Instinct Ambition Trail Vest Review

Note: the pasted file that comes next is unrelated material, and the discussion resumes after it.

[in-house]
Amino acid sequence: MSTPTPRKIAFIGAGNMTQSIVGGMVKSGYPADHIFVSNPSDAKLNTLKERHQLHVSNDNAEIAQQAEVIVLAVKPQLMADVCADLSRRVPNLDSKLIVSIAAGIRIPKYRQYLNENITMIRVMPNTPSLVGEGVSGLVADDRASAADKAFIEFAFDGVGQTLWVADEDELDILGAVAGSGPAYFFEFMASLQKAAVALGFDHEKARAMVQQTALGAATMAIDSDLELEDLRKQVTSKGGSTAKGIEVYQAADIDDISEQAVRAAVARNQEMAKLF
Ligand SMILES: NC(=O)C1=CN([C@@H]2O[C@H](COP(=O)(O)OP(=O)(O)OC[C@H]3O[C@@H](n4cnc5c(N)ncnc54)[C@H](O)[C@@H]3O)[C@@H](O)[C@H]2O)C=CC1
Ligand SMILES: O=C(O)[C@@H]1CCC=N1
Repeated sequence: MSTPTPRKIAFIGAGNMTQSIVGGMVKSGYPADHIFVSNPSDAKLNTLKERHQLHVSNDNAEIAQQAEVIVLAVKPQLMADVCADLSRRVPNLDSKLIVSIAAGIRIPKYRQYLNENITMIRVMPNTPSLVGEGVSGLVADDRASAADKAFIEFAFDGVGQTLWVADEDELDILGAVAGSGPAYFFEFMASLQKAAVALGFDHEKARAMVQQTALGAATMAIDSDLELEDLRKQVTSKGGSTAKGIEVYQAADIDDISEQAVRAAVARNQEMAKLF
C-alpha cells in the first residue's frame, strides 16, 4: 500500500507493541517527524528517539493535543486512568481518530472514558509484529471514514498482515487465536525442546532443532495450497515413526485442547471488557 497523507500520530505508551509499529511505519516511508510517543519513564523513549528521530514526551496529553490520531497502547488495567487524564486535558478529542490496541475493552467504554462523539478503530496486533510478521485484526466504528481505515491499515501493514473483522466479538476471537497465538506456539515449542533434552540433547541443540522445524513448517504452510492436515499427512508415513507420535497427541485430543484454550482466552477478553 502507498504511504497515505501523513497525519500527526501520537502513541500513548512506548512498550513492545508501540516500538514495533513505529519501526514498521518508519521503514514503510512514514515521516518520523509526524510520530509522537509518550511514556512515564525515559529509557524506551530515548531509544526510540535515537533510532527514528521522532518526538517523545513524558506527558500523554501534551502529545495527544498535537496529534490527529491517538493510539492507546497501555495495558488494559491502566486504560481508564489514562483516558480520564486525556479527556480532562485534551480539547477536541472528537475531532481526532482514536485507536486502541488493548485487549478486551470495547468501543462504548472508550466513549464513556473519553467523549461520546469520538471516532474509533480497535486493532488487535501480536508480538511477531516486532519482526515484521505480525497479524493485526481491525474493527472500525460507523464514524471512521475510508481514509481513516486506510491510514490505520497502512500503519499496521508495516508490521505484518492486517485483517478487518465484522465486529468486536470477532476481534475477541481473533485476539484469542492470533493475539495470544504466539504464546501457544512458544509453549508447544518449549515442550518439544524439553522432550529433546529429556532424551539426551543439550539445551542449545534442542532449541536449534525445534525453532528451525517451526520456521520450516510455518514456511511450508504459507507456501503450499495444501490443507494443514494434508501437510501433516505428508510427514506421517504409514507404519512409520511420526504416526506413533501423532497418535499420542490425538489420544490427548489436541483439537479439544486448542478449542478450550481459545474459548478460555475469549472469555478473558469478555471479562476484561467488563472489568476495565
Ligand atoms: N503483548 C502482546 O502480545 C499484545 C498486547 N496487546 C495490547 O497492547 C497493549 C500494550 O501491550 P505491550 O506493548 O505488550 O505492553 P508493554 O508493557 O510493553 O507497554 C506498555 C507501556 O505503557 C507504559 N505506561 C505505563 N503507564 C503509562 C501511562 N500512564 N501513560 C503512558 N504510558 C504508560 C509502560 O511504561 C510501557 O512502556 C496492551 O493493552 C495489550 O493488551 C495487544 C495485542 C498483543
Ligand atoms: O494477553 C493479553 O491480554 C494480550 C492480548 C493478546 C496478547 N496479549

Instinct are a relatively unknown manufacturer in the UK but have a strong presence in France and you will always see them with a packed ‘shed’ at the UTMB event village. The Ambition Trail Vest is their second lightest trail vest and in reality about as small as your likely to go for a long day in the mountains. With a stated 4.5 litre size and only weighing 190g this is a race vest and you will need lightweight race orientated kit to make the most of it – I’ll elaborate later. So design wise you have a one size fits all yet extremely ergonomic design. This is achieved through the use of two lightweight rib cage straps which provide initial adjustment and then two sets of elastic laces in lie of side panels that allow you to snug the vest for a zero bounce fit. On the front are two standard pouches for 600ml Hydropack soft flasks and beneath these two double layered stretch pockets, the inner pocket on the right having a slight envelope top for security. This inner pocket will accommodate a smartphone in an ‘outdoors’ type case whilst the outer pocket will accommodate multiple gels, bars or even a buff and light pair of gloves. Additionally there is a small shoulder pocket that has a mini whistle on a lanyard and a bungee loop which to be honest I never fathomed out a use for beyond larks-footing a key on until Sean from Instinct pointed out that this can be used to attach a long pole diagonally across the back – you don’t even have to be a contortionist to do this – it will work with Mountain King Trail Blaze Poles folded in half or with single or two piece poles but not with collapsed Z-Poles though you can attach these fully assembled. To the rear is a double layered hourglass shaped panel which has one ‘through’ pocket directly against your back and over this a another upper and lower pocket. The upper pocket has a small Fastex clip and loop arrangement that partly closes it and there is also an adjustable tensioned elastic cord which ‘gathers’ the opening. This upper pocket has been designed for ‘on-the-move’ access, you can reach over your shoulder and retrieve a waterproof jacket etc. without the need to remove the pack. The utility of this will obviously depend on your jacket being able to fit over your pack but more on that later. The lower pocket relies on just the material tension and the narrow neck to secure its contents. Finally there are multiple options for stashing poles; vertically on the front, horizontally on the rear, vertically slipped down behind between back panel and rear pockets (though this option may not work with some poles and/or prove uncomfortable for some people) and the aformentioned diagonal rear carry.